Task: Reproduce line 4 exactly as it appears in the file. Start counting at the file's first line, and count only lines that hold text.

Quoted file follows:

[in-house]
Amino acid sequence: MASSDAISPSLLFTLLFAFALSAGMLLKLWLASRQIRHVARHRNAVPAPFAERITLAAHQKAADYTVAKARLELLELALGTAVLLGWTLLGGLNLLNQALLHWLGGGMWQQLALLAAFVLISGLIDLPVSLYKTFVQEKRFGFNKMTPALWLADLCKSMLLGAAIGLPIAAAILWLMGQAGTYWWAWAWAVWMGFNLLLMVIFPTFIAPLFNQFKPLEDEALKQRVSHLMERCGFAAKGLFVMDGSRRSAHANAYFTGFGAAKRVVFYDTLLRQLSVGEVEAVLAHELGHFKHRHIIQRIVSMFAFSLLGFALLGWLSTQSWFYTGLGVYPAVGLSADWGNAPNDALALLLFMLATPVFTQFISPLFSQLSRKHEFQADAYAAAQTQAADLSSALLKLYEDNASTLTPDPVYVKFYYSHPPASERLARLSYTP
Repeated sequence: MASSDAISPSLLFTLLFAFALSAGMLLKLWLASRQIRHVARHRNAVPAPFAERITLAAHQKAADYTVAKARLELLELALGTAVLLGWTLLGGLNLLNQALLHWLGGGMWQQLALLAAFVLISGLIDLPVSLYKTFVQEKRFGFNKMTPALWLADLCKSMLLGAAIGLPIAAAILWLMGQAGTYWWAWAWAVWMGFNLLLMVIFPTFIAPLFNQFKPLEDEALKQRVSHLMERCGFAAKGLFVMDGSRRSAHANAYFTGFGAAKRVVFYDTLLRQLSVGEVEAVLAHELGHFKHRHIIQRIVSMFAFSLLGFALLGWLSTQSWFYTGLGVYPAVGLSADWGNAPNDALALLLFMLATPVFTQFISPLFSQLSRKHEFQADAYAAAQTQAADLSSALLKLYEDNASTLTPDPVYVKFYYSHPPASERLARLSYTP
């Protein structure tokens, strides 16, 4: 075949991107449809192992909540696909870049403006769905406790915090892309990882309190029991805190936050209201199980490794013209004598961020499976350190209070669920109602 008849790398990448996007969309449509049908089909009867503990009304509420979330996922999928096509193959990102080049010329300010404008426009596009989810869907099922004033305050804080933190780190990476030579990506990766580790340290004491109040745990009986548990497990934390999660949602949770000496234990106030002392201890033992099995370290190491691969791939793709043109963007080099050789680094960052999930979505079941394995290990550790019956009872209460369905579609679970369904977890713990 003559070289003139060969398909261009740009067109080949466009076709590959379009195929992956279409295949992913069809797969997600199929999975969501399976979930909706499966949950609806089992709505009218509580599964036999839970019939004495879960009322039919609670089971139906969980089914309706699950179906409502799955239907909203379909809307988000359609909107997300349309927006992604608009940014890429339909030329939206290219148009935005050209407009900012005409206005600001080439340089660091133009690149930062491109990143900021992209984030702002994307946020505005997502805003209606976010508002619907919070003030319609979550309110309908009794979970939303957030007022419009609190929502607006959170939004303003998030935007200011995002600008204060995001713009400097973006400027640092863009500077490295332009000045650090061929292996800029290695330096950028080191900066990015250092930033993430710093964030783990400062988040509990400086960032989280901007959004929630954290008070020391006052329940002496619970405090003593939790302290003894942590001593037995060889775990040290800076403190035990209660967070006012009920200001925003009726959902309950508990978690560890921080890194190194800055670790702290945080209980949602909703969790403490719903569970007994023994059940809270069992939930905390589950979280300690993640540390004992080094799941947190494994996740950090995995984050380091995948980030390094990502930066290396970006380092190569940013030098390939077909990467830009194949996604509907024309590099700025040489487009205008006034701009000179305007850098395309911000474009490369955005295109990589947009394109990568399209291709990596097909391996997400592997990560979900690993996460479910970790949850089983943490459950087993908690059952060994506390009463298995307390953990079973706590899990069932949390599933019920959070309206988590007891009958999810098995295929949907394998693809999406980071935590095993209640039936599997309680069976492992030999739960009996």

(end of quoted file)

């Protein structure tokens, strides 16, 4: 075949991107449809192992909540696909870049403006769905406790915090892309990882309190029991805190936050209201199980490794013209004598961020499976350190209070669920109602 008849790398990448996007969309449509049908089909009867503990009304509420979330996922999928096509193959990102080049010329300010404008426009596009989810869907099922004033305050804080933190780190990476030579990506990766580790340290004491109040745990009986548990497990934390999660949602949770000496234990106030002392201890033992099995370290190491691969791939793709043109963007080099050789680094960052999930979505079941394995290990550790019956009872209460369905579609679970369904977890713990 003559070289003139060969398909261009740009067109080949466009076709590959379009195929992956279409295949992913069809797969997600199929999975969501399976979930909706499966949950609806089992709505009218509580599964036999839970019939004495879960009322039919609670089971139906969980089914309706699950179906409502799955239907909203379909809307988000359609909107997300349309927006992604608009940014890429339909030329939206290219148009935005050209407009900012005409206005600001080439340089660091133009690149930062491109990143900021992209984030702002994307946020505005997502805003209606976010508002619907919070003030319609979550309110309908009794979970939303957030007022419009609190929502607006959170939004303003998030935007200011995002600008204060995001713009400097973006400027640092863009500077490295332009000045650090061929292996800029290695330096950028080191900066990015250092930033993430710093964030783990400062988040509990400086960032989280901007959004929630954290008070020391006052329940002496619970405090003593939790302290003894942590001593037995060889775990040290800076403190035990209660967070006012009920200001925003009726959902309950508990978690560890921080890194190194800055670790702290945080209980949602909703969790403490719903569970007994023994059940809270069992939930905390589950979280300690993640540390004992080094799941947190494994996740950090995995984050380091995948980030390094990502930066290396970006380092190569940013030098390939077909990467830009194949996604509907024309590099700025040489487009205008006034701009000179305007850098395309911000474009490369955005295109990589947009394109990568399209291709990596097909391996997400592997990560979900690993996460479910970790949850089983943490459950087993908690059952060994506390009463298995307390953990079973706590899990069932949390599933019920959070309206988590007891009958999810098995295929949907394998693809999406980071935590095993209640039936599997309680069976492992030999739960009996």